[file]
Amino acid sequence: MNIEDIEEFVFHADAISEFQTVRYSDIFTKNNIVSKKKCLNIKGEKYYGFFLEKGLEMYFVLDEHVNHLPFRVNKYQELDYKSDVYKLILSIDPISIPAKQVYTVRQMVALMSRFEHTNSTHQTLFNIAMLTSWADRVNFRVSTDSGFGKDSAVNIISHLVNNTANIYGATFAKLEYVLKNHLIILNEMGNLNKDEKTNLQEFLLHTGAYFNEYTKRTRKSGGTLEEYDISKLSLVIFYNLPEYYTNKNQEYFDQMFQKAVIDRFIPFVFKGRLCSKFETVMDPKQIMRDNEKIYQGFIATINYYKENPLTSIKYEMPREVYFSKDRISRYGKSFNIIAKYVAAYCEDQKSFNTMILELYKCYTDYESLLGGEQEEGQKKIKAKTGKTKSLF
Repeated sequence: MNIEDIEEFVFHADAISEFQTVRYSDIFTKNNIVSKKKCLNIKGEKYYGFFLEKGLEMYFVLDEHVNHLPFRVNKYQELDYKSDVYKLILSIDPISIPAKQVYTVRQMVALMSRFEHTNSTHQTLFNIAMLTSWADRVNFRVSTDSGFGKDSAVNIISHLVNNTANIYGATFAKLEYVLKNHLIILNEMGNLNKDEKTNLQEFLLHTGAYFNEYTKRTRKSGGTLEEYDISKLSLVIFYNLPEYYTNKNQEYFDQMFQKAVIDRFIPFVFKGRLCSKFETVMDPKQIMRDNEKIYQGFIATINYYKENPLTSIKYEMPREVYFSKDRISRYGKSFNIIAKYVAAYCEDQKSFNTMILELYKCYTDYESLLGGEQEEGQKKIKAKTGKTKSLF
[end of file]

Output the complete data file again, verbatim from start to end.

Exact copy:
Amino acid sequence: MNIEDIEEFVFHADAISEFQTVRYSDIFTKNNIVSKKKCLNIKGEKYYGFFLEKGLEMYFVLDEHVNHLPFRVNKYQELDYKSDVYKLILSIDPISIPAKQVYTVRQMVALMSRFEHTNSTHQTLFNIAMLTSWADRVNFRVSTDSGFGKDSAVNIISHLVNNTANIYGATFAKLEYVLKNHLIILNEMGNLNKDEKTNLQEFLLHTGAYFNEYTKRTRKSGGTLEEYDISKLSLVIFYNLPEYYTNKNQEYFDQMFQKAVIDRFIPFVFKGRLCSKFETVMDPKQIMRDNEKIYQGFIATINYYKENPLTSIKYEMPREVYFSKDRISRYGKSFNIIAKYVAAYCEDQKSFNTMILELYKCYTDYESLLGGEQEEGQKKIKAKTGKTKSLF
Repeated sequence: MNIEDIEEFVFHADAISEFQTVRYSDIFTKNNIVSKKKCLNIKGEKYYGFFLEKGLEMYFVLDEHVNHLPFRVNKYQELDYKSDVYKLILSIDPISIPAKQVYTVRQMVALMSRFEHTNSTHQTLFNIAMLTSWADRVNFRVSTDSGFGKDSAVNIISHLVNNTANIYGATFAKLEYVLKNHLIILNEMGNLNKDEKTNLQEFLLHTGAYFNEYTKRTRKSGGTLEEYDISKLSLVIFYNLPEYYTNKNQEYFDQMFQKAVIDRFIPFVFKGRLCSKFETVMDPKQIMRDNEKIYQGFIATINYYKENPLTSIKYEMPREVYFSKDRISRYGKSFNIIAKYVAAYCEDQKSFNTMILELYKCYTDYESLLGGEQEEGQKKIKAKTGKTKSLF